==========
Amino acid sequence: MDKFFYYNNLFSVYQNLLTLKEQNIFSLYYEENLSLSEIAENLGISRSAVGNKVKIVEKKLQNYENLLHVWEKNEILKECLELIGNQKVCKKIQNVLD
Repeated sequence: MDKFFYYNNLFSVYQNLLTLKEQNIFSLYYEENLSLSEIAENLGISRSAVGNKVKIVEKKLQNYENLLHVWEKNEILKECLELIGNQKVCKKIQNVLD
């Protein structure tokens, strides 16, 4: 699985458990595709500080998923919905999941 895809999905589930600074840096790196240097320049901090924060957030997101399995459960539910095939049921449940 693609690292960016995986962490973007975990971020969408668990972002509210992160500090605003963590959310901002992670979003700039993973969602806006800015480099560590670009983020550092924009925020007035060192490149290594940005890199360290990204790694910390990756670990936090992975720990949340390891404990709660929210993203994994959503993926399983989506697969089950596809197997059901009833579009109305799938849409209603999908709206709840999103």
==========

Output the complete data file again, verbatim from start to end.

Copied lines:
Amino acid sequence: MDKFFYYNNLFSVYQNLLTLKEQNIFSLYYEENLSLSEIAENLGISRSAVGNKVKIVEKKLQNYENLLHVWEKNEILKECLELIGNQKVCKKIQNVLD
Repeated sequence: MDKFFYYNNLFSVYQNLLTLKEQNIFSLYYEENLSLSEIAENLGISRSAVGNKVKIVEKKLQNYENLLHVWEKNEILKECLELIGNQKVCKKIQNVLD
């Protein structure tokens, strides 16, 4: 699985458990595709500080998923919905999941 895809999905589930600074840096790196240097320049901090924060957030997101399995459960539910095939049921449940 693609690292960016995986962490973007975990971020969408668990972002509210992160500090605003963590959310901002992670979003700039993973969602806006800015480099560590670009983020550092924009925020007035060192490149290594940005890199360290990204790694910390990756670990936090992975720990949340390891404990709660929210993203994994959503993926399983989506697969089950596809197997059901009833579009109305799938849409209603999908709206709840999103």